Friday, August 19, 2016

What to Do Once You've Heard the Diagnosis

Contributing Author: Alice Krueger

It was difficult enough knowing that something was wrong, and waiting for the doctor to let you know that the test results were in. Now you’re sitting in her office, and she’s just given you the diagnosis.

It doesn't matter whether she’s told you that you have a chronic illness, a life-threatening terminal condition, or an incurable disease. It could be cancer, multiple sclerosis, AIDS, Parkinson's, diabetes or Alzheimer's.

You need to take the same seven steps, no matter what your new diagnosis is.

Take a deep breath.
You will undoubtedly have lots of questions, and you want answers fast. But you need to settle down first, emotionally as well as mentally. Rarely do you need to make treatment or care plans immediately. Ask the doctor how much time you have from here forward to do your research and choose the best path for life after your diagnosis.

Get a second opinion.
This is really critical, especially if the diagnosed condition is life-threatening or is rare. After all, this doctor is giving you her interpretation of test results, and sometimes test results are not accurate. Most insurance plans provide options for getting another doctor to confirm the diagnosis. Ask your doctor to recommend someone (outside her practice) with whom you can get a quick appointment for a second opinion. If she is offended by that question, or appears unwilling to make a recommendation, that’s proof positive that you NEED a second opinion.

Choose the right doctor.
You will probably want to consult a specialist, someone with expertise and experience treating the condition you’ve been diagnosed with. Be sure to check with your insurance plan to see what will be covered.

Gather your team.
Your care team will probably be larger than just the doctor offering the diagnosis. It may include psychologists, social workers, counselors, physical and occupational therapists, nutritionists, and other health professionals who provide physical, mental and emotional care. Beyond traditional healthcare, your team may include clergy and alternative health practitioners such as acupuncturists, yogis, and meditation instructors. Your team will also include family and friends. Create a master list of all of your team members and their contact information, and share it with the team.

Bring an advocate to your appointments.
This is one role your non-healthcare team members can fill. It is likely that you will not be thinking clearly about all the information the medical team is trying to offer. An advocate can take notes, ask the questions you've agreed upon ahead of time, and ensure that you understand what is being said to you. Going over the written notes your advocate has taken after the appointment is over will help you think more clearly.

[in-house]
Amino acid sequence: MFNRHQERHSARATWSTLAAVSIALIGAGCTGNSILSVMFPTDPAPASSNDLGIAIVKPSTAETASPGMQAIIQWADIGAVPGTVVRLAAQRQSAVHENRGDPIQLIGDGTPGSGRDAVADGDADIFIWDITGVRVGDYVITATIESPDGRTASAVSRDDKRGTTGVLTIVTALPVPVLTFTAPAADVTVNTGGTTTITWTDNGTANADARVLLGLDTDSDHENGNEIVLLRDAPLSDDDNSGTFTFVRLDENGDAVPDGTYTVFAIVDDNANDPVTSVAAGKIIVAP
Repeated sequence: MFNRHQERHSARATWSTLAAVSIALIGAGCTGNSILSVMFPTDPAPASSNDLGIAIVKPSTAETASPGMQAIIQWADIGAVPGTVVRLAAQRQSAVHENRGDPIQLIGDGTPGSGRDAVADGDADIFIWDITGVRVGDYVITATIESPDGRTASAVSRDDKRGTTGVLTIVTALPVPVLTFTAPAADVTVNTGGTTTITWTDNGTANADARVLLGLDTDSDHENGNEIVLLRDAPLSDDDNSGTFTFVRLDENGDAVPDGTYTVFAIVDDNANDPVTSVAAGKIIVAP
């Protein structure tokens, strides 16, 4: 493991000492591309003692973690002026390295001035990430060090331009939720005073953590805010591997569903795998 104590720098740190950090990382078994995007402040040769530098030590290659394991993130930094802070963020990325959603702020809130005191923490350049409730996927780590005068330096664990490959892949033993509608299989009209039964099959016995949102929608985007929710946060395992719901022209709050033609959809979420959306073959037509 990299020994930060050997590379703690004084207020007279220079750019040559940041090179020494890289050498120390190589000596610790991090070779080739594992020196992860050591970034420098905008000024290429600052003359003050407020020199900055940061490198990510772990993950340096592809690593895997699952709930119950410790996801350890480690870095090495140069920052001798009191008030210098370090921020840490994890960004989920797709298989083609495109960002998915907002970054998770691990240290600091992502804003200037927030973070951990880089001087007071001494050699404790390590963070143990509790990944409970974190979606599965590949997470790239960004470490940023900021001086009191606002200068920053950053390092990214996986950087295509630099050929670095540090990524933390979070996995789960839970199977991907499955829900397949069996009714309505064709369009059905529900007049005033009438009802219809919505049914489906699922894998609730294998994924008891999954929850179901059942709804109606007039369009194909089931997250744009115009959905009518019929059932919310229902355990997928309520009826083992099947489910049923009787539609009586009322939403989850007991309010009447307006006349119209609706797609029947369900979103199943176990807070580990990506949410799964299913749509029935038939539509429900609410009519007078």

Check into clinical trials.
You may feel like there’s nothing you can add to the care you’re being given. Not so—you can contribute to ongoing research about your condition. Clinical trials are often research studies to find out about the safety and effectiveness of new drugs, medical devices and procedures. Other clinical trials are about screening or diagnostic tests, preventive procedures, or quality of life supports. Testing on human subjects follows extensive laboratory and animal testing. To learn more about how clinical trials work, please click here:

Participating in a clinical trial offers hope when existing treatments are not working. It is also how you can access promising new treatments, while getting additional close medical attention. And it’s a way to repay society for the money and effort spent in developing your current treatment options, by helping develop new and improved options for future patients.

You can look on the website of the national support group for your particular diagnosis and often find studies you might consider taking part in. A collection of clinical trials in the US is found by clicking here: A database of clinical trials all over the world is found by clicking here:

Do what is right for you.
Ultimately, your course of action is your decision. Think through, for instance, who you want to share the diagnosis with. Some people prefer total privacy, others may share with family or a few close friends. (You can create an account on or make a private Facebook group for those you wish to include in your communication tree.)

How you determine your quality of life is unique to you. You don’t have to take anyone else’s advice, although you will probably be offered a lot. Make your own choices, and live your best possible life after diagnosis.

Images from Morgefile

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